How do you typically approach designing lights for theatre?
I first approach lighting from a standpoint of the text. I read a script multiple times before entering a conversation with a director and/or the rest of the design team. The first time I read the script, I read it straight through without placing any thoughts on it. I then read it again and start questioning what the theatricality of the piece is. This leads me to thoughts about what form the lighting and design as a whole might take. After I’ve done this, I’m ready to converse with the director and design team.
During the first few meetings, I’m rarely specifically thinking about the lighting. At this point, I tend to be thinking and talking about the entire design, specifically the scenery. You have to think about the scenery because whatever the scenery ends up being always dictates what the lighting is going to do. This encompasses every choice you can make with the lighting, from types of gear to how the show will look and feel. Only once we have a scenic design do I start digging into what the lighting will actually be. I draw and submit a light plot, I focus on the show, and we start tech. The lighting is actually created only once we are in tech. During tech, I’m creating the cues for the show and keeping my eye on how the cues work with what we know about the show. This is a constant process of ensuring the lighting works in coordination with the actors, scenic, costume, and sound design. Hopefully, by the end of the process, we have created a piece of art in which I’ve played a large role, yet the lighting is only a small part of that.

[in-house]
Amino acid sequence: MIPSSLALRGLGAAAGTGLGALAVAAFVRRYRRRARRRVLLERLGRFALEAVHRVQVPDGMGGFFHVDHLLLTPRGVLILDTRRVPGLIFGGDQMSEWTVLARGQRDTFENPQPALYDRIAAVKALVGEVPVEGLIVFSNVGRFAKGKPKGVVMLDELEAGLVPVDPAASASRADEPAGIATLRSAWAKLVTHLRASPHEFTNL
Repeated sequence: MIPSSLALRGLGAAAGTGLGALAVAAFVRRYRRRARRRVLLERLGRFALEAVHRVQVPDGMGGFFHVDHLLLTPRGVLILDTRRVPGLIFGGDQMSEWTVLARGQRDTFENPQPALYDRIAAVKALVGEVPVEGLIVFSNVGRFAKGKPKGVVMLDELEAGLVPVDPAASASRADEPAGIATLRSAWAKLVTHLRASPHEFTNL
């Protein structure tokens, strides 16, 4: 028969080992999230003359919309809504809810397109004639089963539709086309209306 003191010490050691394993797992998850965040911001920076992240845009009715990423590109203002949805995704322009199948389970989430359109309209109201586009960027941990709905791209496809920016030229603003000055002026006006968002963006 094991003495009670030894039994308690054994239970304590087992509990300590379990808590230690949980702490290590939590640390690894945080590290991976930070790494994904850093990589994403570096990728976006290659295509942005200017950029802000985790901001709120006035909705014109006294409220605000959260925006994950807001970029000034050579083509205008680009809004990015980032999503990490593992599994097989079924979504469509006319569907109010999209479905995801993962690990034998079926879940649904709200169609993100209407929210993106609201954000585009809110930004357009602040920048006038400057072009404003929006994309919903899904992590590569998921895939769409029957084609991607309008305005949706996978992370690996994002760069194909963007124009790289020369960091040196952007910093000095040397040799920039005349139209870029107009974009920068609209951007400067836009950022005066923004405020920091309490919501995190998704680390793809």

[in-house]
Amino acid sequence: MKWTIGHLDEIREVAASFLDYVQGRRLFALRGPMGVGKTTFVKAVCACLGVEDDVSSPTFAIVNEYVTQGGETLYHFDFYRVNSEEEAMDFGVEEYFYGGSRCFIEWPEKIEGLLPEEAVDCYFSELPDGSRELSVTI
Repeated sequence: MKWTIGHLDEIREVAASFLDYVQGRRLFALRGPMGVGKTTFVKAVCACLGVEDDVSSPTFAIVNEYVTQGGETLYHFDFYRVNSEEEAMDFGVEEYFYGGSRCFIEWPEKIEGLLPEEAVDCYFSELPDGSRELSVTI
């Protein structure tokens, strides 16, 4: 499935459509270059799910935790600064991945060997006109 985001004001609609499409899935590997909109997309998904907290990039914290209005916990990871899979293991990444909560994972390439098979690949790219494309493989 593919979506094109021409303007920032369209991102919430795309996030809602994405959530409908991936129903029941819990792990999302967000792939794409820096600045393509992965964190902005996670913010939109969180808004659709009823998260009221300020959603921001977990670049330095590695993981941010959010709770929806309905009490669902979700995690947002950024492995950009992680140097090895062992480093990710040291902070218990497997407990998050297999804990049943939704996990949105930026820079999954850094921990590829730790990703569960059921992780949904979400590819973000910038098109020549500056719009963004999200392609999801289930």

How did your approach change for Oedipus Rex?
It didn’t change that much. The process worked the way I explained earlier. It helps that I’ve done a lot of productions with Charlie and this design team.
What challenges did lighting an all-white set pose to you? How did you solve them?
An all-white set presents certain challenges that are true whenever you are dealing with a white set. The largest challenge is the limitation placed upon the contrast of light in the space. When the set is darker, it is much easier to create contrast that allows the set and the actors to be highlighted in sculptural and theatrical ways. When you are dealing with a white set, the whole room lights up the moment you turn on a light, obliterating almost all contrast. You have to be really creative in the placement of your gear in order to create highlights and lowlights.
What (if anything) does an all white set afford you as a lighting designer?
A white set is a very specific choice you make as a design team, and only if it really fits the play you’re creating. Across the board, all white sets create an environment that visually expresses itself in the most in-your-face way possible. The strength of its visual presence is something that can really bring a lot to a production, if you’re using it in a strong and meaningful way. All the lighting can do with a white set is to follow suit and play to that same visual strength.
What are some of your overarching goals for Oedipus’ lighting design?
They are the same goals that I have working on any production. I’m hoping to enter into a process with a team of people to create an experience that is bigger than any single one of us. I’m always hoping we reach the point where we stop thinking about the craft and start experiencing the production with the audience.